Lot and Ariège

After a seamless flight into Toulouse we thought that we were starting to handle the bike bags, rental and check out process like pro’s. Getting quickly onto the motorway in our Peugeot to drive north into Cahors for a small taste of prehistoric history and to view the rural settings of Southern France. The temperature in town was a humid 34 degrees. Mist spraying units were set up in the main street, blasting cool air over patrons. We ventured to Pont Valvende, through the local markets and watched a few moments of the Blues festival.

Pont Valvende

We found our accommodation (well, found was an overstatement) after a few hours of scouring the small village of Saint Gery. Our host was a crazy french lady who clicked her mouth; like you would when calling a horse and was really enthusiastic about her quince jam. She ran two B&Bs and was all over the place. We were a bit disappointed as it lacked the basics (soap) and was our most expensive by far.

Sunflowers in Saint Gery

Dinner in St Cirq Lapopie was a real treat. Set in a hillside medieval town, we settled down to a large meal of steak, duck (almost half the dishes in this region were duck) and foie gras. Overlooking the town we saw a kid sister relaying messages back and forth between a moody teenager and his parents. “Mum says you can come down and have an ice-cream and then return back up here to have a sulk!” Not wanting to look uncool around the French boys (who had smuggled a stash of booze) he begrudgingly made his way down. The local town was getting ready to party. We found that due to EU subsidies, the French used funding for village parties to keep the young people there. We didn’t see anyone between 18 and 35.

 

Leaving the next day we had our breakfast overlooking a man, watching another man fix a lawnmower.  At the nearby caves of Pech Merle we saw prehistoric paintings made from our early ancestors approx 25,000 years ago. Horses, Aurochs, Mammoth, Bison and Cave Bears all lined the walls, painted in reds and blacks. Seeing the development of historic art gave insight into the developing mysticism and the sense of being prehistoric man had.

 

Pushing through to Albi, we found the largest reputed brick building; a cathedral and palace with impressive views and a thriving town centre.

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That night we were staying in a small farmhouse in Servies-en-val, southeast of Carcassonne. The area was in a valley with soil and a climate only for grapes. Napoleonic inheritance laws require land to be split evenly between all children, so the many small blocks of land are now managed in a cooperative viniere (winemaker). The local restaurant also doubled as the local rugby league club. While admiring all the trophies we got chatting to a British couple from Manchester who had recently retired to the idyllic lifestyle in the South of France. They enjoyed the laid back and warmer atmosphere as part of a small rural community in decline.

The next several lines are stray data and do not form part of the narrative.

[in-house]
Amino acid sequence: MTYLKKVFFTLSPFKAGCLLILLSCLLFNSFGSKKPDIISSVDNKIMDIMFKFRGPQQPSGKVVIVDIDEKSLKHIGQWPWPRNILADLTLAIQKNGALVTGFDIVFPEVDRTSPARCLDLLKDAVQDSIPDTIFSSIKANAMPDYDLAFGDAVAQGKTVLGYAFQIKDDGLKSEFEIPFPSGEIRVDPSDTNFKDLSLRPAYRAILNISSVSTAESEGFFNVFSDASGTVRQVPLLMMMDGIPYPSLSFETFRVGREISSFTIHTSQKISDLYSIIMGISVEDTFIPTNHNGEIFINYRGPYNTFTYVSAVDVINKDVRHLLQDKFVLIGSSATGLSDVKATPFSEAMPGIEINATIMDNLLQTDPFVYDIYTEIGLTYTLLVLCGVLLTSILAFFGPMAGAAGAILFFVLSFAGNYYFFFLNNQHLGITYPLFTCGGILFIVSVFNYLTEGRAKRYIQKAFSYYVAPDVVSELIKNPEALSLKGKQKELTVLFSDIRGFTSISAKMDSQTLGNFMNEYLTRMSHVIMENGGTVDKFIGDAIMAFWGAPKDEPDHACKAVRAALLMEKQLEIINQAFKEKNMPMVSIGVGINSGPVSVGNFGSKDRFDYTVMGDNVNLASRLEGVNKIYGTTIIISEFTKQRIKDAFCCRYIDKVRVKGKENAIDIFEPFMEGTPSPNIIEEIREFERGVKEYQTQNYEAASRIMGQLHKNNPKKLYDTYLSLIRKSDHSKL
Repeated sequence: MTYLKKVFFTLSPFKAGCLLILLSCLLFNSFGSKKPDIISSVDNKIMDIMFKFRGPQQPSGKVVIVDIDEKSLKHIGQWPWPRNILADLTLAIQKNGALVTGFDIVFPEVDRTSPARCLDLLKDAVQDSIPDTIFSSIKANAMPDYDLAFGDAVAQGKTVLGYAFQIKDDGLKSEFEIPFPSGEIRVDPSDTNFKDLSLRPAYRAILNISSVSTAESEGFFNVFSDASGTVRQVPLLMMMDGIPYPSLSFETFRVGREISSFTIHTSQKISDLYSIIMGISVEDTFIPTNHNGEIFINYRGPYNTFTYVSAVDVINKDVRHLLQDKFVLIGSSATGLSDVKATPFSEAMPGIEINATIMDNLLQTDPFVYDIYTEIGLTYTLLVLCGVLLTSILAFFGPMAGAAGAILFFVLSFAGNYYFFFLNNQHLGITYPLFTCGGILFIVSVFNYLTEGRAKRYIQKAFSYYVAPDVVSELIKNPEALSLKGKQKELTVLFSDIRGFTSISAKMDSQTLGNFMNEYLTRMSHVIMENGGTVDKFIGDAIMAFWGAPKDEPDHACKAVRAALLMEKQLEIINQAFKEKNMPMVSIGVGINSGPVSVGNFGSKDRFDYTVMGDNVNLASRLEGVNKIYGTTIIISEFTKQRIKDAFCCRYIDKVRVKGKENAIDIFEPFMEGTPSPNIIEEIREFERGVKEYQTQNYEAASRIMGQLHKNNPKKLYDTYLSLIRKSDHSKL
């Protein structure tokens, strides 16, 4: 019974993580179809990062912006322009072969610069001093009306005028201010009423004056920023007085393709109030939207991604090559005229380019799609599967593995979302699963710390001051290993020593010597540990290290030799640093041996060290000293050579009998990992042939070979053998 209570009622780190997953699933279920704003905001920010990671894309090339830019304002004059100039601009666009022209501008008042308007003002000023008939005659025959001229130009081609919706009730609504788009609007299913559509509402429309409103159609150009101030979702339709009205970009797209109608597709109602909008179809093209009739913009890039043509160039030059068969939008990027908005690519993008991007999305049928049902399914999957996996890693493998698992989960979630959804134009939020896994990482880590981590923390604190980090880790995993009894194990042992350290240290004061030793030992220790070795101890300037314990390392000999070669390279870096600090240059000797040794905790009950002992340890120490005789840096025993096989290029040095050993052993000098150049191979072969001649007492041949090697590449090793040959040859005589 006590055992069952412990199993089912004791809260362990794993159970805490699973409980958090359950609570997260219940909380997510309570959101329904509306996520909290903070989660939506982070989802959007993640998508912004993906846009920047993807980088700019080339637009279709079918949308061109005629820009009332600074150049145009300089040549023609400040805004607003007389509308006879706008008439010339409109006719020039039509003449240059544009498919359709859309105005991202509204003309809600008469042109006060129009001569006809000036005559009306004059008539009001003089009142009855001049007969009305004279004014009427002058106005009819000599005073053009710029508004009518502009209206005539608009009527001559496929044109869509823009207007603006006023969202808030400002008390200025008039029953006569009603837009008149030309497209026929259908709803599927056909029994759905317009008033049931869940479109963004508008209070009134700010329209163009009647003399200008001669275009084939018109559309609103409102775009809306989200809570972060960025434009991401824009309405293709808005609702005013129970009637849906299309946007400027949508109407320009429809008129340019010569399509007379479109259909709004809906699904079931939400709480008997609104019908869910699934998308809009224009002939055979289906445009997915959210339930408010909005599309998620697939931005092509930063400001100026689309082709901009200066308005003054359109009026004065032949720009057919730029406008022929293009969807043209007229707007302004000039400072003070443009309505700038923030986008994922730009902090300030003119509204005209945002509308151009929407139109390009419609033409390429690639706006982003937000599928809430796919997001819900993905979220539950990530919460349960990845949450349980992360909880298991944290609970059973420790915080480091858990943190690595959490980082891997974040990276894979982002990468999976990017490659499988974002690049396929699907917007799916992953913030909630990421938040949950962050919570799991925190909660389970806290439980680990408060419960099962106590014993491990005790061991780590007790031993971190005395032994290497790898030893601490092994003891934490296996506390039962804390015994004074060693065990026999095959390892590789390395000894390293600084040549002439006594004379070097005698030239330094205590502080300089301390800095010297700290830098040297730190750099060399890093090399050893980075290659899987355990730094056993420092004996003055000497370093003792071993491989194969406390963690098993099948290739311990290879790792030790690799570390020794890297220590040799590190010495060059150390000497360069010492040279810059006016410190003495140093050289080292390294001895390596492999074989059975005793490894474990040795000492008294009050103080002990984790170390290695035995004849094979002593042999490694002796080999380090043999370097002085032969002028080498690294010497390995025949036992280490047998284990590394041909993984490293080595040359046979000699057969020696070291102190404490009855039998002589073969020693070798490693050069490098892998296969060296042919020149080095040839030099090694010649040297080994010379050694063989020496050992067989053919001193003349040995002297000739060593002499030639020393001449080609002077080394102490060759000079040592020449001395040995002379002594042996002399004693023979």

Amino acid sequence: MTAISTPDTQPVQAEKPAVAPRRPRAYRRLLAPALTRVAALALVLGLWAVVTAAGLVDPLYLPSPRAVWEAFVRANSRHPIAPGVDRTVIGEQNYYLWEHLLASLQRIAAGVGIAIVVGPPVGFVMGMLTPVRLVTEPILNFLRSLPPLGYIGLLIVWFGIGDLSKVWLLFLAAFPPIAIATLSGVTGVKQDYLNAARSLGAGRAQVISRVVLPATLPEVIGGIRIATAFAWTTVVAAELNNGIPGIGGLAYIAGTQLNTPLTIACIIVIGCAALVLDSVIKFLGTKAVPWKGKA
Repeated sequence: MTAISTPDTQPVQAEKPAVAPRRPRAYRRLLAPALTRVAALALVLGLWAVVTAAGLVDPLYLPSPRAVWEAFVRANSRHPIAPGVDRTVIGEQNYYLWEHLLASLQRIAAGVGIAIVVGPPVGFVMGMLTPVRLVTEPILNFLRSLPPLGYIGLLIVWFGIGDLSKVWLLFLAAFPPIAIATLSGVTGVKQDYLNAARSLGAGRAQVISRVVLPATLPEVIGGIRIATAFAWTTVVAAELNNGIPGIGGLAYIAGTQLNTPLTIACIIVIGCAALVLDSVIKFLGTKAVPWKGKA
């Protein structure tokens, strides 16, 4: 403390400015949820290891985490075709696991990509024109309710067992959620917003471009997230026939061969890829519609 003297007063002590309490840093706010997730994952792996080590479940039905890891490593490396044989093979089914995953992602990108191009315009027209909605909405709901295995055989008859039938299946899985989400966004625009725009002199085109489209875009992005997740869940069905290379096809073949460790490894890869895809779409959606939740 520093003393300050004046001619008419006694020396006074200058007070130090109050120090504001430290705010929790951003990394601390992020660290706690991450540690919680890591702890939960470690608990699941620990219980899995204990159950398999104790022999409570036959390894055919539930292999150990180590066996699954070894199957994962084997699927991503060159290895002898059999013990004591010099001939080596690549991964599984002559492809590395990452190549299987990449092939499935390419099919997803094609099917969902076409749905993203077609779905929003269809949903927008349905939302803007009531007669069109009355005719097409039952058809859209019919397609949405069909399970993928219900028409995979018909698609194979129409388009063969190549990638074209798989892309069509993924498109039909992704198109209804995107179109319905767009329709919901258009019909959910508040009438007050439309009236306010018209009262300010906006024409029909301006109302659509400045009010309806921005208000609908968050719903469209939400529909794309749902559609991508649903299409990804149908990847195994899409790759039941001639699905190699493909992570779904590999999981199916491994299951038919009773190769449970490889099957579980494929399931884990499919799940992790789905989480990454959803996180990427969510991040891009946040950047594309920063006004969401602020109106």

Driving into Carcassone we found a frontier castle full of history, from the Arab Moors. to the Kingdom of Aragon. Since the Treaty of the Pyrenees the castle no longer marked a border with France and the south. The audio guide told stories of the multiple stages of fortification. There was a story of the castle under seige that after a long time started running out of food. The castle general ordered a pig to be stuffed full of grain and thrown from the ramparts. On seeing this the invading army believed the supplies to be plentiful if they were capable of wasting food like this and withdrew.

Carcassonne fortifications

Driving further south we had a chance to enjoy the sun, sunflowers and haybales of the countryside, before the rain starting setting in. Climbing up the road to Andorra through the Pyrenees we stopped at the Niaux Caves, which were fully booked for the next 2 days. While trying to get on a waitlist, we made up our bikes in the carpark, perched up in the cliffside.

 

Our accommodation in Les Cabannes was pretty quiet apart from a group of geology students working at another local cave. In town yet another EU funded party was going on; this one attracted a few gypsies. Unfortunately the rain doused out a lot of the action and we carried on to Ax Thermes near the Andorra border. The thermal baths were closed, so a hike up the hill for a chat with a local trying to give us directions. Overall, Niaux was a bit of a let down with the rain, so we started heading west early. Getting supplies in a Foix Aldi superstore we got in the checkout queue with a crossdressing man. Mitch thought he looked like the lead character in No Country for Old Men. Tam accidentally grabbed one of his boxes of tissues thinking it was a display – he did have 40 of them in his shopping cart; lots of cat food too. A hasty exit to Pyrenees cycling country was now on the cards.

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